The Khronos Group encourages any company interested in contributing to the development of the VR standard to join the group and voice their opinion of what should and shouldn’t be included. For more information about Khronos’ VR standard or information about how to join the Khronos Group, visit www.khronos.org/vr.

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  • AndrewJacksonZA
    "Qualcomm is curiously absent from the list of supporting companies... Khronos isn’t known for pumping out standards in the blink of an eye." I think you just gave the reason why.

    One of the things that I've learnt over the years is the Khronos seems to have committees for committees that are about committees and that things have seemed to take forever with them.
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  • bit_user
    Seems like every name involving "Open" and "VR" is already in use. Perhaps they'll follow the path set by Vulkan, and pick a name that's just an unrelated or invented word.

    Quote:
    For a developer to support SteamVR (OpenVR), Oculus (OVR), and OSVR, it has a lot of work to do.
    You omitted Google's Daydream & Samsung's GearVR platforms - I'm sure the new standard will address mobile. Plus, I'm pretty sure MS has an API, since they're working with HW manufacturers to create their own VR platform.

    Quote:
    Qualcomm ... recently made the move to build a processor specifically meant for standalone VR devices.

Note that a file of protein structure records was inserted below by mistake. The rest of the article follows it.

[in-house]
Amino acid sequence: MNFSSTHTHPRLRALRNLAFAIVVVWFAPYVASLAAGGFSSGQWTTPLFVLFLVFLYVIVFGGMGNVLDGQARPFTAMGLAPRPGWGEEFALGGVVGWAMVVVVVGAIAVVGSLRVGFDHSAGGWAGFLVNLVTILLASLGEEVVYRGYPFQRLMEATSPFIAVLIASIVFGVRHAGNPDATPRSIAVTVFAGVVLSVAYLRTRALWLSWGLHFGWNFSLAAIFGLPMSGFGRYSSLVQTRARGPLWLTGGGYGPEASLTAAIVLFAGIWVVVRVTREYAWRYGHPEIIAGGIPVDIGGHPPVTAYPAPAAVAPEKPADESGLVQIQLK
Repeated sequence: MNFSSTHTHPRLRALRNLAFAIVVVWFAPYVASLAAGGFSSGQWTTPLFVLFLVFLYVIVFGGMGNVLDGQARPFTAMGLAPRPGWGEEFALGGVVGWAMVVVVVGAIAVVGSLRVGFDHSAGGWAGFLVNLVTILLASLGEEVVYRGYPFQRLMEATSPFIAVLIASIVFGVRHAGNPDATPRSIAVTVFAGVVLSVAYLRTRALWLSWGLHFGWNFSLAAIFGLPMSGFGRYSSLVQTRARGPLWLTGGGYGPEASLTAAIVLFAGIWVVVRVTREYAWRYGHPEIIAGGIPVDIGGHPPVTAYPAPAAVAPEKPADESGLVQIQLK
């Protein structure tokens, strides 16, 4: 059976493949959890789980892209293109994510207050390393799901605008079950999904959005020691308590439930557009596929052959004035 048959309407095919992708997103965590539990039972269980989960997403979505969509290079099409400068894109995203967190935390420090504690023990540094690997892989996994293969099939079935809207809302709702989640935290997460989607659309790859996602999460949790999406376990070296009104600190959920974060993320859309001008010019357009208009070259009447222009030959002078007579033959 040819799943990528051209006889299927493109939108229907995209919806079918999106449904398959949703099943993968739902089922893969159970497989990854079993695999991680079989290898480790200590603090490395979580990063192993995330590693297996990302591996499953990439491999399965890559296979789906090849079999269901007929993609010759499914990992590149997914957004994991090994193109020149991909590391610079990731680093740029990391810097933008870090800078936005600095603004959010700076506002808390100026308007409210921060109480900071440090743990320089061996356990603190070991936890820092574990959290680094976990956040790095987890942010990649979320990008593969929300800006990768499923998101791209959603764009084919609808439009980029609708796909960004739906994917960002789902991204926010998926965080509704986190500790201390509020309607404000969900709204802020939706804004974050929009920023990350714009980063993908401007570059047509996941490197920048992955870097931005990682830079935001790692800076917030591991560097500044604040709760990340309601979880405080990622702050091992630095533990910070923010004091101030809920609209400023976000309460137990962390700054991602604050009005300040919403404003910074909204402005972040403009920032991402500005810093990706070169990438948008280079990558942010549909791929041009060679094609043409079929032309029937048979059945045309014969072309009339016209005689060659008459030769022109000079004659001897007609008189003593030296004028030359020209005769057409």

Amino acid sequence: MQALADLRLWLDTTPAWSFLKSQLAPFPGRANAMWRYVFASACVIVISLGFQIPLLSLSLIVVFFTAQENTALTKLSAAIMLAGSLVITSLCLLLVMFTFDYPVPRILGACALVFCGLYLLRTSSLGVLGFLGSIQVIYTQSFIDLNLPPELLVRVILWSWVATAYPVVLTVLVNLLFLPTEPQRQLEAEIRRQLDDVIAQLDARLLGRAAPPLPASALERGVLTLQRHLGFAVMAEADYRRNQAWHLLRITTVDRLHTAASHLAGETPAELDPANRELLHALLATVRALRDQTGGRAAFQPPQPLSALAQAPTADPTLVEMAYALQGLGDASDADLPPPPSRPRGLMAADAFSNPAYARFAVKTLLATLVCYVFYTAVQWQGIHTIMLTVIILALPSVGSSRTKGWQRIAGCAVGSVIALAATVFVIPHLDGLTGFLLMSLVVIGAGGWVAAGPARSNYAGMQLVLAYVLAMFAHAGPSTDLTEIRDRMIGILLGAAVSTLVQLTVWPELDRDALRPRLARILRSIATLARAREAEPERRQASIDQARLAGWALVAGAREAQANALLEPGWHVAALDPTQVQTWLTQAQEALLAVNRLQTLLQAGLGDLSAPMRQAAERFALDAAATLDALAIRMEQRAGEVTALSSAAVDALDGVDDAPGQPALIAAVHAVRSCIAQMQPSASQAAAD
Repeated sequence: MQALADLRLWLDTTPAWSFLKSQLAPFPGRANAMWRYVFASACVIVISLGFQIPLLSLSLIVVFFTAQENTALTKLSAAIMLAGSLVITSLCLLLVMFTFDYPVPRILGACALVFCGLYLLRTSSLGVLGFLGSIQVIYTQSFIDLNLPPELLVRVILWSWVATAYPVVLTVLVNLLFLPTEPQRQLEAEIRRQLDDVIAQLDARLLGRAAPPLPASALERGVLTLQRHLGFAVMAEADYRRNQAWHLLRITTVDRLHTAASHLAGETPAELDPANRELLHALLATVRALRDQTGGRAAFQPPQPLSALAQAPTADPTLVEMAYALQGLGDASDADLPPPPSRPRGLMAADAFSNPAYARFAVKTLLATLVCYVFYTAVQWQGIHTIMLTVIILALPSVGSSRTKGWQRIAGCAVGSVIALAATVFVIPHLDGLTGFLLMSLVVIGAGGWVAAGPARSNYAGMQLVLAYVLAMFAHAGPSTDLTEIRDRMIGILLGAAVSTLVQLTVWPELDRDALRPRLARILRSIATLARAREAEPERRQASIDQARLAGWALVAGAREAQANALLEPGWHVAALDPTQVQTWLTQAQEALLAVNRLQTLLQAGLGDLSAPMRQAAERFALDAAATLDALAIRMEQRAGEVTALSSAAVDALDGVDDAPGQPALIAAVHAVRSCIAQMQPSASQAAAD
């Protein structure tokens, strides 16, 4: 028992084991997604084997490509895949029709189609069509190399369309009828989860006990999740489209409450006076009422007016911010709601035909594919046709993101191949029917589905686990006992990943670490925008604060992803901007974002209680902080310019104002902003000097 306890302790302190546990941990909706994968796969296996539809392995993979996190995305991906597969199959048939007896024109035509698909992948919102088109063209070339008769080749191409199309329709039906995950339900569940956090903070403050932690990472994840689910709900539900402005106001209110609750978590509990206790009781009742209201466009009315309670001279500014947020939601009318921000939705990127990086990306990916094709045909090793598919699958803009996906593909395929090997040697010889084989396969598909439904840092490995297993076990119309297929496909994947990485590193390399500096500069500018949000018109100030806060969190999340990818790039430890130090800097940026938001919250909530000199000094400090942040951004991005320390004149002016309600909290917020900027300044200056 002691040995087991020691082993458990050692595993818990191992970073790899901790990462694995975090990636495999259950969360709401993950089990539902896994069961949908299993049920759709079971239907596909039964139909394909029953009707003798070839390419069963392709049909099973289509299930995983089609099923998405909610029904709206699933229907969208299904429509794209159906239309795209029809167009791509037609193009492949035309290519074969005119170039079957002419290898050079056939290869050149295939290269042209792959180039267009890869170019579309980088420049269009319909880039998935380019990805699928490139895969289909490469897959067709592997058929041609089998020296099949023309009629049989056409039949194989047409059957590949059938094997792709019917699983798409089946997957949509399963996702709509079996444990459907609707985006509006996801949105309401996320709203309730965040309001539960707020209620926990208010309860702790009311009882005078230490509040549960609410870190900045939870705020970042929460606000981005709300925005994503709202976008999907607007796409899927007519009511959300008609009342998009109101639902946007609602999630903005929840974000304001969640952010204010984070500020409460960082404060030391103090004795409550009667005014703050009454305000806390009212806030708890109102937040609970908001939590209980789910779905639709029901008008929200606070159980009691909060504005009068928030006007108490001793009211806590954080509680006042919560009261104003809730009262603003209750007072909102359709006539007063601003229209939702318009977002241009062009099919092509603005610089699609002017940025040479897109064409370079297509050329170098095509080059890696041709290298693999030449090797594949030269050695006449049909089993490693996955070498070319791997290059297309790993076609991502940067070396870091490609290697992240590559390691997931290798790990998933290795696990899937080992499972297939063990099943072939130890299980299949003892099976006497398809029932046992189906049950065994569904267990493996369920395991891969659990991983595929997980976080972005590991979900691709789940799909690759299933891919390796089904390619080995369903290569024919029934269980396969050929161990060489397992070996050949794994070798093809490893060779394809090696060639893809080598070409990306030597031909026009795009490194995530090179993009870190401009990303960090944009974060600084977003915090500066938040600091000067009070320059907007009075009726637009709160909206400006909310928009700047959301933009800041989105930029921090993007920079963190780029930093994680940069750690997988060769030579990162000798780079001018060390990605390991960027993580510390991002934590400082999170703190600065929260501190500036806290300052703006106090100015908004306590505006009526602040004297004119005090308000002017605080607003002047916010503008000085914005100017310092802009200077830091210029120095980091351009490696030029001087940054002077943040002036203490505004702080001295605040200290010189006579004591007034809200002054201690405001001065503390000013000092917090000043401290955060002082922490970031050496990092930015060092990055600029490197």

It's misleading to call it a processor. It's just a variation on their smartphone SoCs that's better-oriented towards VR. It's not on the level of what MS did in Hololens, where they basically created a custom engine for AR.

    Anyway, you'd expect them to be at the table, but I think the risk for them of not being involved at this stage is a lot lower than for the HMD and controller manufacturers.

    Quote:
    The group is currently in the “initial exploratory phase” trying to “define the standard’s scope and key objectives.”
    Right, and this is actually the big question. Will the new standard really allow a single app to be targeted at the full range of VR hardware, with the full range of tracking capabilities & controllers? That's potentially a far more ambitious goal than simply unifying differences between a few APIs.
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  • bit_user
    Anonymous said:
    One of the things that I've learnt over the years is the Khronos seems to have committees for committees that are about committees and that things have seemed to take forever with them.
    I can't speak to the first point, but standards aren't something that should be rushed. Furthermore, they will always lag what industry leaders are doing with proprietary APIs, but that's not to say they aren't important or worthwhile.

    I wouldn't even expect to see a provisional spec from them for at least a year. Furthermore, I think it's likely they'll decompose the problem into a family of related standards.

    BTW, as far as standards go, Khronos is actually pretty fast. Just compare them to W3C, ITU, or any number of other standards bodies. How long was HTML 5 in development? Or take Javascript 5, H.265, 802.11n, PCIe 4.0, DDR4, ... I could go on.